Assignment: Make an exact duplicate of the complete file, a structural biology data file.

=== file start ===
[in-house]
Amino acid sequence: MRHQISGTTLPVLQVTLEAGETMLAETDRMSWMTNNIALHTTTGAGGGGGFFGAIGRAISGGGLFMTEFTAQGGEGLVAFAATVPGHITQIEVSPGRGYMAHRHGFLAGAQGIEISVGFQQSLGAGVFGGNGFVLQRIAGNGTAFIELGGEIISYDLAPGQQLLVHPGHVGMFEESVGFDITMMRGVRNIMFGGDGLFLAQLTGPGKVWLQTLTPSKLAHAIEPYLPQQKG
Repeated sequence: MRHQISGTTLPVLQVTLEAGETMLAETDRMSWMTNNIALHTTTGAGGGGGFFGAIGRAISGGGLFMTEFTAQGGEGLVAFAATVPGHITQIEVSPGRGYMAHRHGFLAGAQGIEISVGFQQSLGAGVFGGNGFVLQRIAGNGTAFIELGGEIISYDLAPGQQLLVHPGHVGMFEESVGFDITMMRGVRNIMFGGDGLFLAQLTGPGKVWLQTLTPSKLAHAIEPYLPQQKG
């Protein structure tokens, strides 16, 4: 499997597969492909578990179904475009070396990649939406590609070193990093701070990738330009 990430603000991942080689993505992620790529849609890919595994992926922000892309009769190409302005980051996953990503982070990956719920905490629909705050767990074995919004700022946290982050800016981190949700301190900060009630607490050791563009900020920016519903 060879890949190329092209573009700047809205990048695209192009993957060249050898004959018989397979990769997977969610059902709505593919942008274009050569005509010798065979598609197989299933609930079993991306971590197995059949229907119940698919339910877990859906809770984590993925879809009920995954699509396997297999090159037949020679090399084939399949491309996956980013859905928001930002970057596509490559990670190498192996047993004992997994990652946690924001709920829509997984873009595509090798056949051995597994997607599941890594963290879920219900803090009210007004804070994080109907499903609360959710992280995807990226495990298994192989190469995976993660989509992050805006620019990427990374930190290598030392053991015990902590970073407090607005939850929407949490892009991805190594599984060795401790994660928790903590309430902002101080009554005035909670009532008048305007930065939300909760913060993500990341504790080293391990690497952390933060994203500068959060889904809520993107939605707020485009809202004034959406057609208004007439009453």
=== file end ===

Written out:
[in-house]
Amino acid sequence: MRHQISGTTLPVLQVTLEAGETMLAETDRMSWMTNNIALHTTTGAGGGGGFFGAIGRAISGGGLFMTEFTAQGGEGLVAFAATVPGHITQIEVSPGRGYMAHRHGFLAGAQGIEISVGFQQSLGAGVFGGNGFVLQRIAGNGTAFIELGGEIISYDLAPGQQLLVHPGHVGMFEESVGFDITMMRGVRNIMFGGDGLFLAQLTGPGKVWLQTLTPSKLAHAIEPYLPQQKG
Repeated sequence: MRHQISGTTLPVLQVTLEAGETMLAETDRMSWMTNNIALHTTTGAGGGGGFFGAIGRAISGGGLFMTEFTAQGGEGLVAFAATVPGHITQIEVSPGRGYMAHRHGFLAGAQGIEISVGFQQSLGAGVFGGNGFVLQRIAGNGTAFIELGGEIISYDLAPGQQLLVHPGHVGMFEESVGFDITMMRGVRNIMFGGDGLFLAQLTGPGKVWLQTLTPSKLAHAIEPYLPQQKG
């Protein structure tokens, strides 16, 4: 499997597969492909578990179904475009070396990649939406590609070193990093701070990738330009 990430603000991942080689993505992620790529849609890919595994992926922000892309009769190409302005980051996953990503982070990956719920905490629909705050767990074995919004700022946290982050800016981190949700301190900060009630607490050791563009900020920016519903 060879890949190329092209573009700047809205990048695209192009993957060249050898004959018989397979990769997977969610059902709505593919942008274009050569005509010798065979598609197989299933609930079993991306971590197995059949229907119940698919339910877990859906809770984590993925879809009920995954699509396997297999090159037949020679090399084939399949491309996956980013859905928001930002970057596509490559990670190498192996047993004992997994990652946690924001709920829509997984873009595509090798056949051995597994997607599941890594963290879920219900803090009210007004804070994080109907499903609360959710992280995807990226495990298994192989190469995976993660989509992050805006620019990427990374930190290598030392053991015990902590970073407090607005939850929407949490892009991805190594599984060795401790994660928790903590309430902002101080009554005035909670009532008048305007930065939300909760913060993500990341504790080293391990690497952390933060994203500068959060889904809520993107939605707020485009809202004034959406057609208004007439009453």